For as long as I remember, I have struggled to deal with my emotions.
Anxiety and depression have reared their ugly heads at different times throughout my life, leaving me feeling like a “basket case” with no ability to control my emotions. As someone who is highly sensitive to those around me, it’s an added burden when things around me get tough.
I feel everything. Whether it’s family issues, personal challenges, or world problems—I feel them.
It has taken a long time for me to realise that I can do everything I can to be my best self in these situations, but after that, allowing the problems to consume me is simply a form of self-sabotage. In fact, I am still learning this. I see how much it takes from my own life, but more importantly how it impacts my little family.
I have two little ones, aged six and three. It has taken me until now to realise that when I go downhill, I can be of no service to anyone else. Actually, I am doing a disservice.
This happens to be the most emotionally charged and problematic six months I’ve lived through. For myself, my family, and our world.
The horrific bushfires at the start of the year that destroyed homes, lives, and livelihoods in front of our very eyes. Throw in COVID-19—robbing hundreds of thousands of their lives, and changing the way we live and connect overnight. The virus has also taken away my ability to see my family in South Africa, and the unknown of when this will be given back to me causes me constant anxiety. What will happen if something happens to one of my parents, and I can’t get Home? Or if I need my mom, and she can’t get to me in Australia?
Then there is the racial injustice all over the world that is being brought to the forefront. And even if you did want to hide your head in the sand about this out of fear of pain, now it is impossible—and rightly so.
Along with my own personal and family issues, the world around me has been hit hard.
Yet, despite all of this, the last six months have probably been my most hopeful in terms of having the ability to live with my emotions.
Yes, I have sobbed for the world around me. I have sobbed for myself and my family. Damn often. Homeschooling has been more difficult than I imagined, and the varied emotions that came from that were overwhelming. I am fuming over the fact that there is still so much racial injustice in our world.
But, instead of seeing no “out” from these emotions and allowing them to consume me, I have allowed myself to really feel them, safe in the knowledge that they will move over me.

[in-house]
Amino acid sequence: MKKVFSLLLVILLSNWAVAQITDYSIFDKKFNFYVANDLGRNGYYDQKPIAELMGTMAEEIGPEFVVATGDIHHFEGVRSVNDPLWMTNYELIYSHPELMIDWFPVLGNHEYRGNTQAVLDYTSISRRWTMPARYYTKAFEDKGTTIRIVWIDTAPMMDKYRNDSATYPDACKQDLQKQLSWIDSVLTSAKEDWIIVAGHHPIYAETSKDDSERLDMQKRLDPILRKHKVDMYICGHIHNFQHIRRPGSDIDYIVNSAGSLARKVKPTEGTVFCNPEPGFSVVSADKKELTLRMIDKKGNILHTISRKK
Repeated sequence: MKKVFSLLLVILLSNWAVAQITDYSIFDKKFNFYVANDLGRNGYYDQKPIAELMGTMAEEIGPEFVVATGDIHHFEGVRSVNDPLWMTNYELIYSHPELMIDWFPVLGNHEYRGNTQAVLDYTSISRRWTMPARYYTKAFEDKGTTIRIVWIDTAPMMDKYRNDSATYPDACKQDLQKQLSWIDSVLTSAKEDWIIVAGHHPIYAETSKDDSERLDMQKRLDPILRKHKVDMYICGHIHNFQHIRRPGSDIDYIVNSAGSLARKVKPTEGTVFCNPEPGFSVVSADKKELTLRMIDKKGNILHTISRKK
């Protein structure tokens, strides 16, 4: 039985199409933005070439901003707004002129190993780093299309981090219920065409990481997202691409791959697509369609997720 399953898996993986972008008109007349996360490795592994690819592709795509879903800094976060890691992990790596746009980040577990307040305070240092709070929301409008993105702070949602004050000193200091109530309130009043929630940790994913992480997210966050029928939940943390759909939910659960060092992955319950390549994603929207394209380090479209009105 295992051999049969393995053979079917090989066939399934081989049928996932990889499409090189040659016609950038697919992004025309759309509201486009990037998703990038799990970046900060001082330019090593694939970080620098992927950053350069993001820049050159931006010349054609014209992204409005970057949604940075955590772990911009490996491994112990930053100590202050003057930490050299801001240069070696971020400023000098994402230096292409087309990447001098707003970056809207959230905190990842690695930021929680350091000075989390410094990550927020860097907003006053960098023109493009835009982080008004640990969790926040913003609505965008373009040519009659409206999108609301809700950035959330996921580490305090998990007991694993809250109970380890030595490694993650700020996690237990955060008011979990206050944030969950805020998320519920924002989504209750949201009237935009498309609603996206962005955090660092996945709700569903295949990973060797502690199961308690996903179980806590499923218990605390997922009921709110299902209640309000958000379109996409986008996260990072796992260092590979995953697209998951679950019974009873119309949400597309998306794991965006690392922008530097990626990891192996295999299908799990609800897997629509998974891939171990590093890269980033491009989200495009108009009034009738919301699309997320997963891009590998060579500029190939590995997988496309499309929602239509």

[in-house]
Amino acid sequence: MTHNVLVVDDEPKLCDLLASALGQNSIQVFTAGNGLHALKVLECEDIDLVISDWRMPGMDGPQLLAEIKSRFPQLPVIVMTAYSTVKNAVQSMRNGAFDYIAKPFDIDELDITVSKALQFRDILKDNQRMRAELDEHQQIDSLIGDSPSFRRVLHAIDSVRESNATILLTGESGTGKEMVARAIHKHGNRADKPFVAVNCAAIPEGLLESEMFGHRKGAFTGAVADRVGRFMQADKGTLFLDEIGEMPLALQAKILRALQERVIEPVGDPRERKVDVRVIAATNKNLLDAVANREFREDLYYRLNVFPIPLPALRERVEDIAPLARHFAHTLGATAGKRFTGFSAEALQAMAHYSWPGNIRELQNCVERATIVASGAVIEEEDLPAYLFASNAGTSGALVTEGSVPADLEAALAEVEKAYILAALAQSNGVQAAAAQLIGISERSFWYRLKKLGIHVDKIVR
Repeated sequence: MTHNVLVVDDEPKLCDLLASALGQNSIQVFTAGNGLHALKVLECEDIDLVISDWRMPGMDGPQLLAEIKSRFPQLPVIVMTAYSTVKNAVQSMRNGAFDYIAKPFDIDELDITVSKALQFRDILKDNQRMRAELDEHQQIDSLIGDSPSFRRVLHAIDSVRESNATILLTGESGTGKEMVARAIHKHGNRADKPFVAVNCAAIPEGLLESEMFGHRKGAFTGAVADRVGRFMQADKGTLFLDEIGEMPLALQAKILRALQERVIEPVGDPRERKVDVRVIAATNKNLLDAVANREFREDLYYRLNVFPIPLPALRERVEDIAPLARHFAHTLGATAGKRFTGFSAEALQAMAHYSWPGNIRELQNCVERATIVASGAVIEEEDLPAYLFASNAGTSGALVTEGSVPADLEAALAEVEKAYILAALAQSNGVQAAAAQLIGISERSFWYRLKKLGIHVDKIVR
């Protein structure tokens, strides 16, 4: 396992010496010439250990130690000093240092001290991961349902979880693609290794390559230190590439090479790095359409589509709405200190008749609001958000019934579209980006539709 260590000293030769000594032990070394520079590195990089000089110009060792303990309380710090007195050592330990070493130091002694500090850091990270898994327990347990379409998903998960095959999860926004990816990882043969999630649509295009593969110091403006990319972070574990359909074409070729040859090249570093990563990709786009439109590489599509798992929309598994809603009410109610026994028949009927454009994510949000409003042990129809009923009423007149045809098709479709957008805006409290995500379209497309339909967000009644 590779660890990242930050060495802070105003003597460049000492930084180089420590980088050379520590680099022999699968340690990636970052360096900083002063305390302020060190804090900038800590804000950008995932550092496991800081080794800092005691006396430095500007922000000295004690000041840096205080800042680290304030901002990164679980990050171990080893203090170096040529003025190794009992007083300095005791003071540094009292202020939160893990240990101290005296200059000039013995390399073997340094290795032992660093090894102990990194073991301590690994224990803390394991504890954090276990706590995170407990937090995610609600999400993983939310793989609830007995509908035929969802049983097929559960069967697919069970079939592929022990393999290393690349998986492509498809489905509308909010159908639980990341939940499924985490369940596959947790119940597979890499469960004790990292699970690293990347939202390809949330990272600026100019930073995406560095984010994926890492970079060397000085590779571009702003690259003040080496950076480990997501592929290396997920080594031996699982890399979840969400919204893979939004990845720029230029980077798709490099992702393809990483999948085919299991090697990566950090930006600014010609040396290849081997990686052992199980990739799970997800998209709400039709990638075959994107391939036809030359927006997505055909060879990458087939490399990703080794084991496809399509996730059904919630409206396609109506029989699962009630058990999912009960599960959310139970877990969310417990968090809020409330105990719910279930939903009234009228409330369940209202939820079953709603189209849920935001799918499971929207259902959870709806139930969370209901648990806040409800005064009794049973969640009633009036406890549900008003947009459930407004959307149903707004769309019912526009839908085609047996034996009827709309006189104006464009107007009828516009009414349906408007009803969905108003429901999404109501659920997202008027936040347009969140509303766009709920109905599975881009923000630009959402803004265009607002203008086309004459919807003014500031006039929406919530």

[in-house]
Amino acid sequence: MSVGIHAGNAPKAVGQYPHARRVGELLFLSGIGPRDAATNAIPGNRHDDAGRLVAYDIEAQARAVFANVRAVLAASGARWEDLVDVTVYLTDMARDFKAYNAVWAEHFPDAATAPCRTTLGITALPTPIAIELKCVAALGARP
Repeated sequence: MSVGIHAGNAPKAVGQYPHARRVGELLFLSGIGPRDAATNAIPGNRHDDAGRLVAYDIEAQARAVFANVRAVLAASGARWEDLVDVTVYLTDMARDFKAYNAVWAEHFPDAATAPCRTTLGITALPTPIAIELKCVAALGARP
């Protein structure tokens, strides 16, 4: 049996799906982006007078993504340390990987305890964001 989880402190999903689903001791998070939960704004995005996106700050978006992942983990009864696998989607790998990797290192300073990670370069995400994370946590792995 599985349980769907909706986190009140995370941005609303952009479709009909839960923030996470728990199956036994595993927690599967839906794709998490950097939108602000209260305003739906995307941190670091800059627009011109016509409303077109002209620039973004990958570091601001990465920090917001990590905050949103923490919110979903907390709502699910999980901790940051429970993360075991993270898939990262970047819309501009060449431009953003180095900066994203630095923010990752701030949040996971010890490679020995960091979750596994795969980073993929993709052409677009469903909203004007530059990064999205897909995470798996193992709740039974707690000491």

Even if they will only be gone for a little while before returning. I know I will get a break. I know this because I have found a tool to facilitate that.
I have ensured I have times set aside to completely immerse myself in creativity. I have ensured that I take a gap when I can, and even if it’s 10 minutes of writing, reading, or experimenting while creating jewelery, or even writing a post to express my love for it.
During these little stolen moments, I step into a different world where nothing else matters other than the gorgeous fabrics I am working with, the exciting designs my mind is putting together, and the beauty of the words I am reading or writing.
There’s something magical about being able to allow yourself to be completely absorbed in something where even if it’s only for 10 minutes, you lose track of your sense of self and time. And my friends, this is flow—and I have finally found it.
Finding your flow, even for a moment, reduces anxiety, improves your mood, and slows your heart rate.
When you immerse yourself in a creative task, whatever it may be, and you succeed in creating a result, dopamine—the feel good chemical, floods your brain. And this injection of motivation, or this momentary boost of happiness that you are experiencing, will encourage you to repeat this behaviour.
This explains so simply why the more flow I find, the more flow I want, and the less overwhelming my feelings feel. I have found a magical tool to help me cater to those feelings.
Watch an anti-racism hour with Jane Elliott talking with Waylon Lewis of Elephant, here.
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